By Monica Alonzo
By Stephen Lemons
By Jason P. Woodbury
By Dulce Paloma Baltazar Pedraza
By Ray Stern
By Pete Kotz
By Monica Alonzo
By New Times
The baby is listed as the healthy product of a spontaneous vaginal delivery after a full-term pregnancy.
But the paperwork Cheryl Moore's attorney, Richard Plattner, got when he hired an investigator to go to Han Hee Kyung's doctor's office tells a different story.
The birth mother told Dr. Kim Chul Ho that she dropped out of the fifth grade, not high school. Much more significant are the results of an ultrasound the doctor performed six days before the birth. In part, the diagnosis reads, "pregnancy, near term with hydrocephalus."
Eastern's attorney, Don Peters, says his client hadn't seen the ultrasound report until Plattner showed it to them.
"They don't routinely get medical records on birth parents," Peters says of his client. And he points out that days later, the same doctor certified the baby as healthy on his birth certificate -- a document Eastern received and eventually shared with Dillon.
But what Eastern did know -- it happened while the baby was in its care, and is documented in its own records -- is that the boy did not gain any weight during his first two months, although his head did grow considerably. Eastern took custody of the child when he was just one day old. A social worker named him Han Jin Ho -- Han for his mother, and Jin Ho, which means "bright jewel."
Han Jin Ho lived with a foster family but at one point was hospitalized for almost two weeks with a fever and diarrhea.
Peters acknowledges that those records weren't sent to Dillon.
"The evidence will indicate that Dillon did not get all of the medical records from Eastern," he says, simply because Dillon didn't ask for them. "They kind of left it up to Eastern to decide what to send."
Eastern's social history of the child, dated May 31, 1996, lists Han Jin Ho's growth as "slow," even though he had not gained any weight. And under a section about any history of illness, it says "none" -- even though the baby had been treated two days earlier for a high fever. That's the record Dillon Southwest shared with the Moores, even though Han Jin Ho would continue to be ill and grow slowly -- except for his head -- in the three months that would pass before he was put on a plane for Los Angeles.
The Moores could not afford to fly to Korea to pick up their baby -- few people choose that option -- so Cheryl and Colleen flew to Los Angeles to meet the plane from Seoul.
Cheryl recalls waiting at LAX that morning in September 1996 and learning that one of the babies had stayed behind with a fever. She was relieved to hear it wasn't her baby, who soon came off the plane in the arms of a Korean serviceman trained to transport children. Jamie, as the family called the boy they'd eventually name James Patrick Moore, was lethargic and warm. Cheryl figured it was the long plane ride.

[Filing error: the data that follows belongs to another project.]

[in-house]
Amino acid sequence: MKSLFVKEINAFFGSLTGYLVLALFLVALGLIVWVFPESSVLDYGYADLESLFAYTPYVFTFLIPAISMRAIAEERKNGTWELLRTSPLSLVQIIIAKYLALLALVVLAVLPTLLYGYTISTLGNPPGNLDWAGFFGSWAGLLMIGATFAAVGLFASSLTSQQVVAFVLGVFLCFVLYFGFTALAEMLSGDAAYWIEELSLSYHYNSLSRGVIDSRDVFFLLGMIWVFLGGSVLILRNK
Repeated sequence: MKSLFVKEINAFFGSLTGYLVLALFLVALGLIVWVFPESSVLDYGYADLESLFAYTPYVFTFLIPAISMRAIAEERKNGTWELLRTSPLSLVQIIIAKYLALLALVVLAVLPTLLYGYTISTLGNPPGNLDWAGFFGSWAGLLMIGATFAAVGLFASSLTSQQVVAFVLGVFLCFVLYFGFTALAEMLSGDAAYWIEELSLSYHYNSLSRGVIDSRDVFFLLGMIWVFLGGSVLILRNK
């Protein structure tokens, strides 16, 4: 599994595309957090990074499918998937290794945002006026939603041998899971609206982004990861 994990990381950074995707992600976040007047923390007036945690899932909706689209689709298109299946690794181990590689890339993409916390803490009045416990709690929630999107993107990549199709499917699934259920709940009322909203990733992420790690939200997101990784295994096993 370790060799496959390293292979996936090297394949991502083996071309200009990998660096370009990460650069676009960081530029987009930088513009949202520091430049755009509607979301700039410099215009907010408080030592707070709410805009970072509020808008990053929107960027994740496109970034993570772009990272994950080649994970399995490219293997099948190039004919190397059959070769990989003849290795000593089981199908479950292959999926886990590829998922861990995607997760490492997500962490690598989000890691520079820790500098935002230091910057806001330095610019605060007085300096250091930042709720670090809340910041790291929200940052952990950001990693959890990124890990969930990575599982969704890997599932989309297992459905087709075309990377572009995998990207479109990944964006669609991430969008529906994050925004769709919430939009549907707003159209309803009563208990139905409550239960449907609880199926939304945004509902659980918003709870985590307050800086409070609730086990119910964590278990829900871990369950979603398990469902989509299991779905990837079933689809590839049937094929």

She changed him into American clothes and "the most expensive diapers in the entire world," she says. There'd been a huge shower at work. "Everything you could possibly want for a baby, I had it."
And now her friends at Phoenix Memorial were waiting to meet little Jamie, so Cheryl and Colleen rushed to feed and diaper him and catch the plane to Phoenix, where a party was planned in her office. Dennis was waiting there, too.
Jamie was still warm, and threw up on the plane. They got him to Phoenix Memorial, but instead of going to a party, they went to the emergency room where the baby was diagnosed as dehydrated, with pneumonia and a temperature of 103. Jamie wasn't even on the Moores' insurance plan yet, so her friends got him signed up as Cheryl rushed the baby across town to Phoenix Children's Hospital. Jamie's condition was too severe for a normal hospital that did not specialize in treating children.
By now it was 2 a.m. the next day, and Cheryl was hysterical. Her other kids had never had any health problems, and here, suddenly, was this tiny baby she'd never seen -- and he needed a spinal tap. And she couldn't get in touch with anyone from Dillon Southwest.
"I'm just totally losing it, I'm just crying and crying and crying and just holding him," she recalls.
Jamie was in the hospital for four days. He had a strange bacteria and wouldn't eat. The longest he slept at a time was an hour and a half. He had arrived with an odd, shaved spot on his head that Cheryl was later told was a place where a boil had been removed.
The months that followed held little sleep for the Moore family and a lot of diagnoses for Jamie.
Sitting in her living room five years later, Cheryl points to a spot on the carpet where the infant once slept for three and a half hours -- a milestone. The doctors told her to feed him formula that cost $38 a can (more than three times the price of the normal stuff). She barely made it to work, and when she did, she was always in the day-care center, looking after Jamie. The other kids noticed how much of Cheryl's time the baby consumed. Jacob started getting into trouble. Dennis was frustrated. This wasn't what any of them had bargained for.